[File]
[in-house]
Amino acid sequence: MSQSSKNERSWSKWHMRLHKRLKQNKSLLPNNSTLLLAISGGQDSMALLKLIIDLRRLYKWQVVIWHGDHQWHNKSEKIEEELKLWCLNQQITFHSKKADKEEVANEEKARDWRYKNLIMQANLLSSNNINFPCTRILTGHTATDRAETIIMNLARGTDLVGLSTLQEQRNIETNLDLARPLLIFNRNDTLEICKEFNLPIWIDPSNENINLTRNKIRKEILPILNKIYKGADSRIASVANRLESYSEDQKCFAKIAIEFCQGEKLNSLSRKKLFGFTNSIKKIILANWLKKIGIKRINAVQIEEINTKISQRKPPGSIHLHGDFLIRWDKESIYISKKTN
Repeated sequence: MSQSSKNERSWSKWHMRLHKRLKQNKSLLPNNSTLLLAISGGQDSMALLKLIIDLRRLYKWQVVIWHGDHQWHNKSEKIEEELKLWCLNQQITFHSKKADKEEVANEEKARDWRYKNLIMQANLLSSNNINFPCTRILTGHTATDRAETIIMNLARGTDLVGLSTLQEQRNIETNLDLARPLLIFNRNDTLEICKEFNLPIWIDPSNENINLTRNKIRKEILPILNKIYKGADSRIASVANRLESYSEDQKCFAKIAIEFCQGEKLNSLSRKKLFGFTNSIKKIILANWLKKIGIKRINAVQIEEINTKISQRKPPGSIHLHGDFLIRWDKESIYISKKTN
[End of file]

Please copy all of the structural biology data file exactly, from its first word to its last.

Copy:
[in-house]
Amino acid sequence: MSQSSKNERSWSKWHMRLHKRLKQNKSLLPNNSTLLLAISGGQDSMALLKLIIDLRRLYKWQVVIWHGDHQWHNKSEKIEEELKLWCLNQQITFHSKKADKEEVANEEKARDWRYKNLIMQANLLSSNNINFPCTRILTGHTATDRAETIIMNLARGTDLVGLSTLQEQRNIETNLDLARPLLIFNRNDTLEICKEFNLPIWIDPSNENINLTRNKIRKEILPILNKIYKGADSRIASVANRLESYSEDQKCFAKIAIEFCQGEKLNSLSRKKLFGFTNSIKKIILANWLKKIGIKRINAVQIEEINTKISQRKPPGSIHLHGDFLIRWDKESIYISKKTN
Repeated sequence: MSQSSKNERSWSKWHMRLHKRLKQNKSLLPNNSTLLLAISGGQDSMALLKLIIDLRRLYKWQVVIWHGDHQWHNKSEKIEEELKLWCLNQQITFHSKKADKEEVANEEKARDWRYKNLIMQANLLSSNNINFPCTRILTGHTATDRAETIIMNLARGTDLVGLSTLQEQRNIETNLDLARPLLIFNRNDTLEICKEFNLPIWIDPSNENINLTRNKIRKEILPILNKIYKGADSRIASVANRLESYSEDQKCFAKIAIEFCQGEKLNSLSRKKLFGFTNSIKKIILANWLKKIGIKRINAVQIEEINTKISQRKPPGSIHLHGDFLIRWDKESIYISKKTN